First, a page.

My Thing About Blogs

I’ve wondered, over the past decade, why I have been hesitant to start a blog. It’s not a matter of thinking that there aren’t ideas on blogs worth reading. It’s not that I don’t value the interactive nature of blogs. It’s not that I don’t value a collaborative approach to knowledge generation or that I haven’t learned from some of the blogs I have read. You know, some of my best friends write blogs.

Yet I have hesitated writing one myself and I don’t even follow as many as I should. Indeed, if it wasn’t for the course I’m teaching this spring, I wouldn’t be writing this now. But that raises for me the question of why, if I am interested in writing, in popular culture, in digital media, haven’t I joined in with a blog? And I’ve come to several tentative conclusions that this project, this blog will put to the test.

The first question is one of time. Blogs began to emerge when I had two young children at home and was also director of the university composition program. I had priorities. Family came first. After that, depending on the time and the emergencies, I could turn to research, teaching, and administration. The reality, however, was that after family and other professional obligations such as my administrative responsibilities, there was only so much time for writing. And, if there was only a limited time for writing, I was going to spend that time writing in venues that I knew would be peer-reviewed, edited, and possibly even read, such as books and journals (and count toward tenure and promotion). I had to be very disciplined about what I read and wrote in order to get that work done. Exploration and musing time was going to be taken up by my family. There just wasn’t time for any other writing. Even now, as I write this, I find myself wondering what will happen to my words. Will anyone read them or is this just wasted typing? I’m well aware of the t-‘shirt that reads, “More people have read my shirt than your blog.” Even with my sons now in college, I find myself squirming at the possibility that I am engaging in wasted type, in wasting time.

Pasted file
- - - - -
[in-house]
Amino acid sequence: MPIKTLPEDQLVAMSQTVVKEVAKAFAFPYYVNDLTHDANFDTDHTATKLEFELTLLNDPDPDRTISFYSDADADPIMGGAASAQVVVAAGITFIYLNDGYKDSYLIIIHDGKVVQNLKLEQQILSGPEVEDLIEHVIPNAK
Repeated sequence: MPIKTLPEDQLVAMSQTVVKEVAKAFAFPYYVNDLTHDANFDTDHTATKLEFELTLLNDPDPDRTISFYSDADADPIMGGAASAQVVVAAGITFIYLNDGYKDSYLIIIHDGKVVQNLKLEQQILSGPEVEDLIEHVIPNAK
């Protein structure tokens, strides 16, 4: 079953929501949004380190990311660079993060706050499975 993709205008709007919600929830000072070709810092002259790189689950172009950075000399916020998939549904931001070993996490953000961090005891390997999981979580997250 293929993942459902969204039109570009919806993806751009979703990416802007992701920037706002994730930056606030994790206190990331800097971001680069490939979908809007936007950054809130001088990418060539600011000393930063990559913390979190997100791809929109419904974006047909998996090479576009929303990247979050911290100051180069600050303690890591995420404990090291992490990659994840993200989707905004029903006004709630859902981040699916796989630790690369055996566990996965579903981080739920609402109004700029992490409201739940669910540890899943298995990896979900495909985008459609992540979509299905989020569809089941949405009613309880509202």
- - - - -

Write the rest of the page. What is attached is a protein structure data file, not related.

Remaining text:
The second question is how I work as a writer. Although some people think I write quickly, thanks to an early background in journalism, the reality is that I both do and don’t. On the one hand, I can bang out words very quickly and am willing to get a piece finished and off to an editor without dithering over it forever. Yet the key to that previous statement is “off to an editor.” If I don’t have a sense that there will be someone to look over my work and offer suggestions and critique, I can still write quickly, but I publish slowly. As a journalist and when I publish in books and in journals there are editors — and now reviewers — to help me, to prod me to new ideas, to save me from sloppy thinking and writing. Without the collaborative relationship I have with editors, I get nervous about my writing. I edit and re-edit and re-edit emails to try to be sure I am communicating what I want to say. I am trying desperately to avoid rewriting this paragraph again and again. I don’t like putting writing out there that is less than my best or that others have not been able to help me improve. I’d rather not say stupid things, poorly written, in public. And, if I have to rewrite and rewrite every blog post, that brings me back to the question of time.